Dupuytren’s Contracture vs Trigger Finger

Georgia Hand, Shoulder, and Elbow

Our hands are the doorway to many activities. They consist of many intricate parts that allow us to move our fingers. However, some conditions make it difficult for us to use our fingers in the way we would like. Dupuytren’s contracture and trigger finger are two types of these conditions.
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Our eight surgeons, thirteen therapists, and many helpful nurses at Georgia Hand, Shoulder & Elbow are ready to assist you if you suspect that you have one of these conditions. We have two offices conveniently located in Atlanta and Marietta, Georgia. Schedule an appointment with us today!


What Is the Difference Between Trigger Finger and Dupuytren’s Contracture?

Though both trigger finger and Dupuytren’s contracture affect your fingers, there are some differences. The differences are as follows:

  • Trigger finger involves the tendons, whereas Dupuytren’s contracture involves the tissue.
  • Generally, trigger finger affects your thumb and ring finger. Whereas, when it comes to Dupuytren’s contracture, your ring and pinky finger are affected. However, both conditions can have an effect on your other fingers as well.
  • When it comes to trigger finger, you may also find that you can use your other hand to straighten your fingers. This is not the case when it comes to Dupuytren’s contracture. Once your finger is bent, you are unable to straighten it, even with assistance from your other hand.
  • Mild cases of trigger finger can be treated conservatively. In contrast, Dupuytren’s contracture, when it is advanced, cannot be treated by conservative measures, and your specialist may recommend surgery.


Signs of Trigger Finger and Dupuytren’s Contracture

While the similarities between Dupuytren’s contracture and trigger finger may cause some confusion, knowing the signs of each condition can help you pinpoint the differences between the two.

Trigger Finger Signs:

  • Difficulty bending and straightening your finger in a smooth manner.
  • Though it is unusual, you may feel like your finger is “locked” into a specific position, whether that be in a straightened or bent position.
  • Your finger may remain in a bent position, or it can suddenly straighten itself out.
  • Pain may worsen over time, but if not overused or aggravated by excessive gripping, your pain may also go away.


Dupuytren’s Contracture Signs:

  • You are unable to lay your hand down on a flat surface
  • You may see small, tender knots at the base of your fingers
  • Gradually, your finger will start to contract into your palm (this may take months or even several years to occur)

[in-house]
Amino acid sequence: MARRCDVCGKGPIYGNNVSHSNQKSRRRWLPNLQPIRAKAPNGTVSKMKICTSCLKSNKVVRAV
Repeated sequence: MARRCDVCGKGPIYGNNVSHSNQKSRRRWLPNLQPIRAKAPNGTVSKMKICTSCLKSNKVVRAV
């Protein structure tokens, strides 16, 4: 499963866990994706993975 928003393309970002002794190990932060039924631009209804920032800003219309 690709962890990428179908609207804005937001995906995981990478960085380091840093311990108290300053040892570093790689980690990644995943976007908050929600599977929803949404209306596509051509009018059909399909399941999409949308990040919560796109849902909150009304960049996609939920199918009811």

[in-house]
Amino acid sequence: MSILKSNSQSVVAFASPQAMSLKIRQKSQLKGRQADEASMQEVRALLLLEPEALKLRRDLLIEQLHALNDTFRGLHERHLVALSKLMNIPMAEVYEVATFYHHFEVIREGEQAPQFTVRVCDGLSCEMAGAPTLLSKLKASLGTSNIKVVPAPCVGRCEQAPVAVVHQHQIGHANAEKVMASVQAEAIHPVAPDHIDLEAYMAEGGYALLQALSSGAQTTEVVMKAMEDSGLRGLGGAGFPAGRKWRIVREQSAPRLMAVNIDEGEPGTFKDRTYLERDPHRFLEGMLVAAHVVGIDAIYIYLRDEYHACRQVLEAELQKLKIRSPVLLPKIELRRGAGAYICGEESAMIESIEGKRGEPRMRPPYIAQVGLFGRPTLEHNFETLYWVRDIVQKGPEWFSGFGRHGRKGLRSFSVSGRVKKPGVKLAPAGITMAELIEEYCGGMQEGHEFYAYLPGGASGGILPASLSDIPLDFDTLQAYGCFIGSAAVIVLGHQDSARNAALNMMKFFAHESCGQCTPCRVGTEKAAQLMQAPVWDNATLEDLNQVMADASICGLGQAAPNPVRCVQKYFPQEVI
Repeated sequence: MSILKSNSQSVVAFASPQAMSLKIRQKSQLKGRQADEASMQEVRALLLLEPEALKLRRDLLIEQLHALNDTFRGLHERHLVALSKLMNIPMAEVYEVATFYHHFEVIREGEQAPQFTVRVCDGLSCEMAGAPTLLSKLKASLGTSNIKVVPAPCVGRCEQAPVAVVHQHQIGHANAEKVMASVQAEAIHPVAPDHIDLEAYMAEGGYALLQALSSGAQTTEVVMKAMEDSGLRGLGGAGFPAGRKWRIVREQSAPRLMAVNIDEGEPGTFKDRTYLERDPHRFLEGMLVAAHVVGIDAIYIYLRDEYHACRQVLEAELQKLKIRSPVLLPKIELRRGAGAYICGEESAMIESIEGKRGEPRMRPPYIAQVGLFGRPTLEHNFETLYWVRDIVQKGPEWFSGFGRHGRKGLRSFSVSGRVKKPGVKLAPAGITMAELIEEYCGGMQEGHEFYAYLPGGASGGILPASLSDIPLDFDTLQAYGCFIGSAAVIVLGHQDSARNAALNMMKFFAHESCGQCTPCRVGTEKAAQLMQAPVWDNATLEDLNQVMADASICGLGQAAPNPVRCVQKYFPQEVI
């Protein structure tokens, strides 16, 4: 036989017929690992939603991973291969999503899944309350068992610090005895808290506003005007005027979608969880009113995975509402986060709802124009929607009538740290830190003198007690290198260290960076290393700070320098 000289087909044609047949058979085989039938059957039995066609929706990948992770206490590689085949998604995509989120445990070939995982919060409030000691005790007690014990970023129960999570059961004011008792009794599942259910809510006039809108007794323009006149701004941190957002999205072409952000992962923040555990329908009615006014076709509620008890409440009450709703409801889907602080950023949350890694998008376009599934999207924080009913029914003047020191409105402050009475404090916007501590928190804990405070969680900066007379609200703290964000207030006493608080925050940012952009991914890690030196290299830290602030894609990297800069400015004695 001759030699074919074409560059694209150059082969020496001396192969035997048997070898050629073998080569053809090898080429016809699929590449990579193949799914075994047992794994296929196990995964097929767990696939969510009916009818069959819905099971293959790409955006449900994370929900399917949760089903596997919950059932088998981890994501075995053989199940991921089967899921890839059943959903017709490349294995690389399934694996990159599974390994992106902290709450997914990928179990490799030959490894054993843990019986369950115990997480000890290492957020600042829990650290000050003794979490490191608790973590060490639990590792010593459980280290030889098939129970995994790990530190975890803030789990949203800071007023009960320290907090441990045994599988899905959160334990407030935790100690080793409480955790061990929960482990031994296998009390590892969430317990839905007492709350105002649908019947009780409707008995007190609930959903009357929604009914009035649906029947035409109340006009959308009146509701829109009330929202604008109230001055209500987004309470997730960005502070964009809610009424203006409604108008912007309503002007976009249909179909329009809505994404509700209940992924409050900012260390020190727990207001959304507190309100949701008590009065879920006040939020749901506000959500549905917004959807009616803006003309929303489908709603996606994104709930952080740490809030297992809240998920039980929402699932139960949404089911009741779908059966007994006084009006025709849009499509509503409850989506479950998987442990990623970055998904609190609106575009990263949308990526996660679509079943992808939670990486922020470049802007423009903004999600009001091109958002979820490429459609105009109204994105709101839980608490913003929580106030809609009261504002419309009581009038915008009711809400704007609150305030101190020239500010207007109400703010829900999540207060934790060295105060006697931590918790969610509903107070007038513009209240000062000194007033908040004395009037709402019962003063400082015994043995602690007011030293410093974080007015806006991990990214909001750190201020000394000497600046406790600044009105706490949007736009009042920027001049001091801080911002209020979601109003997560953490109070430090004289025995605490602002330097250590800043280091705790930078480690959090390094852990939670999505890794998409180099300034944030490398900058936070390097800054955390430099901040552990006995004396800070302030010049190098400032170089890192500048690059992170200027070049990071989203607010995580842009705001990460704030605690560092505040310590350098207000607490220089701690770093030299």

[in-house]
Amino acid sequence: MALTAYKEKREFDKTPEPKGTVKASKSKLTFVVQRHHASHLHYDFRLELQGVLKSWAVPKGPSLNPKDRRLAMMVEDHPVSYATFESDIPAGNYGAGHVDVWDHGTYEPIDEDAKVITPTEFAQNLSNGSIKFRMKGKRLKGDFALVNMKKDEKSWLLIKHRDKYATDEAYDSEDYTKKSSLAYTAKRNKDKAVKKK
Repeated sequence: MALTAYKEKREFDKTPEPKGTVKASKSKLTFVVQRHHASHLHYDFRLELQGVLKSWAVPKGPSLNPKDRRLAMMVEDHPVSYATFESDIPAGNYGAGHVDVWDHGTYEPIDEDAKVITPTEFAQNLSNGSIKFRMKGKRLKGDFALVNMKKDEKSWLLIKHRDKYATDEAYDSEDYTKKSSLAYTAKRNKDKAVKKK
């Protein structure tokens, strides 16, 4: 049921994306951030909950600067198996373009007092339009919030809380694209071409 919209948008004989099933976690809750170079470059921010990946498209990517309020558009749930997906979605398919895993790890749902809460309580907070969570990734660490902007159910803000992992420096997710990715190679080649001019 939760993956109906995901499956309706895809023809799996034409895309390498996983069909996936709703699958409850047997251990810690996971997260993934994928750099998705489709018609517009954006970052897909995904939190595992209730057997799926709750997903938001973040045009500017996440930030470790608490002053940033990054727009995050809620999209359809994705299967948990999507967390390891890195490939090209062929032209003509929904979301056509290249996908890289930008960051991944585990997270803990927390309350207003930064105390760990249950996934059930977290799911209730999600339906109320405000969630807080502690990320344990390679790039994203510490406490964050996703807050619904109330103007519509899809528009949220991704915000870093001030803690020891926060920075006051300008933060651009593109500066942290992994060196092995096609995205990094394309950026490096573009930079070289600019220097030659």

What Are the Causes of Trigger Finger and Dupuytren’s Contracture?

Trigger finger is caused by the inflammation and swelling of the sheath (protective covering) surrounding your tendon. Once your sheath swells and thickens, it becomes difficult for your tendon to glide easily and smoothly as you try to straighten and bend your finger. This friction between your tendon and the sheath can cause your finger to “trigger” into a bent position.

The inflammation experienced by a trigger finger can occur without any specific event or can be due to repetitive overuse. Other medical conditions such as rheumatoid arthritis, diabetes, and hypothyroidism can also increase your chances of having this condition. Trigger finger is also more likely to occur in women than in men.

Dupuytren’s contracture occurs when the tissue cells located right under the skin of the palm of your hand undergo a genetic change. Your palmar fascia begins to thicken and draw in, causing your finger to bend towards your palm. Once this genetic change occurs, new nodules and cords develop just underneath your skin at the base of your finger.

The exact cause of this condition is unknown; however, in many cases, it can be hereditary. Certain factors can increase your risk of developing Dupuytren’s contracture, such as your age, gender, and the use of alcohol and tobacco. Diabetes can also increase your risk.  


How Can Trigger Finger and Dupuytren’s Contracture be Treated?

Trigger finger can be treated conservatively by means of:

  • Steroid Injection  
  • Splinting to reduce flexion and pain
  • Non-steroidal anti-inflammatory medications


In some cases, our specialists will try to implement these measures first. If these are unsuccessful in aiding your recovery or your condition has progressed to where further measures need to be taken, then a minor surgical procedure may be recommended.

Unfortunately, Dupuytren’s contracture cannot be treated by conservative measures once the impairment of your finger is in an advanced stage. At this point, surgery will most likely be recommended. In some cases, a minimally invasive procedure or a specialized injection of collagenase may be recommended.

Whether you are experiencing symptoms of trigger finger or Dupuytren’s contracture, you should contact one of our experts at Georgia Hand, Shoulder & Elbow for treatment. One of our specialists located in Marietta or Atlanta, GA would love to assist you. Schedule an appointment with us today!

Medically reviewed by

Dr. Randall Alexander, MD

Hand & Orthopaedic Surgeon

Hand & Orthopaedic Surgeon

Hand & Plastic Surgeon

Hand & Orthopaedic Surgeon

Hand & Orthopaedic Surgeon

Hand & Orthopaedic Surgeon

Hand & Orthopaedic Surgeon

Hand & Orthopaedic Surgeon